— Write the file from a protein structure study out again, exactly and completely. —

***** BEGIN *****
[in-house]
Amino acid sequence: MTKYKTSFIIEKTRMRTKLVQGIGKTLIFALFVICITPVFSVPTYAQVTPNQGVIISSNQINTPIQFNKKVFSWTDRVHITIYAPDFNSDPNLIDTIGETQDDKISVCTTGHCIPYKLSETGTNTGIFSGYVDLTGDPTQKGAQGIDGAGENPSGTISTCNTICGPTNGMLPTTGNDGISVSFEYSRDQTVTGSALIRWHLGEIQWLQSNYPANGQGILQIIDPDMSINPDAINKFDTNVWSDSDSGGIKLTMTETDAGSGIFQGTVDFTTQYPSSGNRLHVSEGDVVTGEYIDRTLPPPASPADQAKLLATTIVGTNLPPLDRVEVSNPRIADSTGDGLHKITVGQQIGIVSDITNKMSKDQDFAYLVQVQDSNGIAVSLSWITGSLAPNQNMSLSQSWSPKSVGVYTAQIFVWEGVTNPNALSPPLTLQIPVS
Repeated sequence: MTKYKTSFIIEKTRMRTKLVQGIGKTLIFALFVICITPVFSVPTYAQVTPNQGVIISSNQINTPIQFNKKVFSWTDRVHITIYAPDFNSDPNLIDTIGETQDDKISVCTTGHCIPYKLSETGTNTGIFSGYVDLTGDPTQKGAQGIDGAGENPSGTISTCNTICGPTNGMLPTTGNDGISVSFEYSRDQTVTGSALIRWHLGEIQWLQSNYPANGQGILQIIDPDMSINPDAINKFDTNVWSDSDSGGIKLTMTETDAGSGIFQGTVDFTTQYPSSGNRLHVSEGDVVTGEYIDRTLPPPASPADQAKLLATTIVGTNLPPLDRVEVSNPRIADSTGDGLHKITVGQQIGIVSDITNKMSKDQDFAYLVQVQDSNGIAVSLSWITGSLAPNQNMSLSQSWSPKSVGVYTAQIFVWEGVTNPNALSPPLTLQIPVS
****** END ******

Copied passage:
[in-house]
Amino acid sequence: MTKYKTSFIIEKTRMRTKLVQGIGKTLIFALFVICITPVFSVPTYAQVTPNQGVIISSNQINTPIQFNKKVFSWTDRVHITIYAPDFNSDPNLIDTIGETQDDKISVCTTGHCIPYKLSETGTNTGIFSGYVDLTGDPTQKGAQGIDGAGENPSGTISTCNTICGPTNGMLPTTGNDGISVSFEYSRDQTVTGSALIRWHLGEIQWLQSNYPANGQGILQIIDPDMSINPDAINKFDTNVWSDSDSGGIKLTMTETDAGSGIFQGTVDFTTQYPSSGNRLHVSEGDVVTGEYIDRTLPPPASPADQAKLLATTIVGTNLPPLDRVEVSNPRIADSTGDGLHKITVGQQIGIVSDITNKMSKDQDFAYLVQVQDSNGIAVSLSWITGSLAPNQNMSLSQSWSPKSVGVYTAQIFVWEGVTNPNALSPPLTLQIPVS
Repeated sequence: MTKYKTSFIIEKTRMRTKLVQGIGKTLIFALFVICITPVFSVPTYAQVTPNQGVIISSNQINTPIQFNKKVFSWTDRVHITIYAPDFNSDPNLIDTIGETQDDKISVCTTGHCIPYKLSETGTNTGIFSGYVDLTGDPTQKGAQGIDGAGENPSGTISTCNTICGPTNGMLPTTGNDGISVSFEYSRDQTVTGSALIRWHLGEIQWLQSNYPANGQGILQIIDPDMSINPDAINKFDTNVWSDSDSGGIKLTMTETDAGSGIFQGTVDFTTQYPSSGNRLHVSEGDVVTGEYIDRTLPPPASPADQAKLLATTIVGTNLPPLDRVEVSNPRIADSTGDGLHKITVGQQIGIVSDITNKMSKDQDFAYLVQVQDSNGIAVSLSWITGSLAPNQNMSLSQSWSPKSVGVYTAQIFVWEGVTNPNALSPPLTLQIPVS